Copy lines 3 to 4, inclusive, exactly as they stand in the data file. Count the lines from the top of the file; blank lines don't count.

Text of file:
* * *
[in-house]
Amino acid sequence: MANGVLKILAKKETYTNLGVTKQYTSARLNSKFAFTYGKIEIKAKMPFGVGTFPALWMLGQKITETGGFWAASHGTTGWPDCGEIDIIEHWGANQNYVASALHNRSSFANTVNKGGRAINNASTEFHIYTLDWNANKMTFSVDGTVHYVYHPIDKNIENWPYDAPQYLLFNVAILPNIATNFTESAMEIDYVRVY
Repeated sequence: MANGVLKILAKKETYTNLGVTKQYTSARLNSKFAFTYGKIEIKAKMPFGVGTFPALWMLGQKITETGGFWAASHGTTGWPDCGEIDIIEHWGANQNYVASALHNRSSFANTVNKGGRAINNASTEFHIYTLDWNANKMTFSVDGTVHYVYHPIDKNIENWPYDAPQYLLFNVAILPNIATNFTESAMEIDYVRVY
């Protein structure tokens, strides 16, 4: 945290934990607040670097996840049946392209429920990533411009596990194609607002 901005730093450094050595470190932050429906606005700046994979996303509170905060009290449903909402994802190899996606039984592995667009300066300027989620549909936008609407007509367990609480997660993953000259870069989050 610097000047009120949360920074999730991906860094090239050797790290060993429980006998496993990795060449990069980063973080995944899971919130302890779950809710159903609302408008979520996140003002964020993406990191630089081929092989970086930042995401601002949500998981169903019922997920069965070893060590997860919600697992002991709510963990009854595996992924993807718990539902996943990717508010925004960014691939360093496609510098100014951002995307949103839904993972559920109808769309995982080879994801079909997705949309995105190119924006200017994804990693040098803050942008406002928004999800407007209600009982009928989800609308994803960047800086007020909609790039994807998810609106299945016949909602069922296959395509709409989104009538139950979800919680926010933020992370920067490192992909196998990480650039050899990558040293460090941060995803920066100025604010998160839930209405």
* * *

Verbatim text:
Repeated sequence: MANGVLKILAKKETYTNLGVTKQYTSARLNSKFAFTYGKIEIKAKMPFGVGTFPALWMLGQKITETGGFWAASHGTTGWPDCGEIDIIEHWGANQNYVASALHNRSSFANTVNKGGRAINNASTEFHIYTLDWNANKMTFSVDGTVHYVYHPIDKNIENWPYDAPQYLLFNVAILPNIATNFTESAMEIDYVRVY
């Protein structure tokens, strides 16, 4: 945290934990607040670097996840049946392209429920990533411009596990194609607002 901005730093450094050595470190932050429906606005700046994979996303509170905060009290449903909402994802190899996606039984592995667009300066300027989620549909936008609407007509367990609480997660993953000259870069989050 610097000047009120949360920074999730991906860094090239050797790290060993429980006998496993990795060449990069980063973080995944899971919130302890779950809710159903609302408008979520996140003002964020993406990191630089081929092989970086930042995401601002949500998981169903019922997920069965070893060590997860919600697992002991709510963990009854595996992924993807718990539902996943990717508010925004960014691939360093496609510098100014951002995307949103839904993972559920109808769309995982080879994801079909997705949309995105190119924006200017994804990693040098803050942008406002928004999800407007209600009982009928989800609308994803960047800086007020909609790039994807998810609106299945016949909602069922296959395509709409989104009538139950979800919680926010933020992370920067490192992909196998990480650039050899990558040293460090941060995803920066100025604010998160839930209405």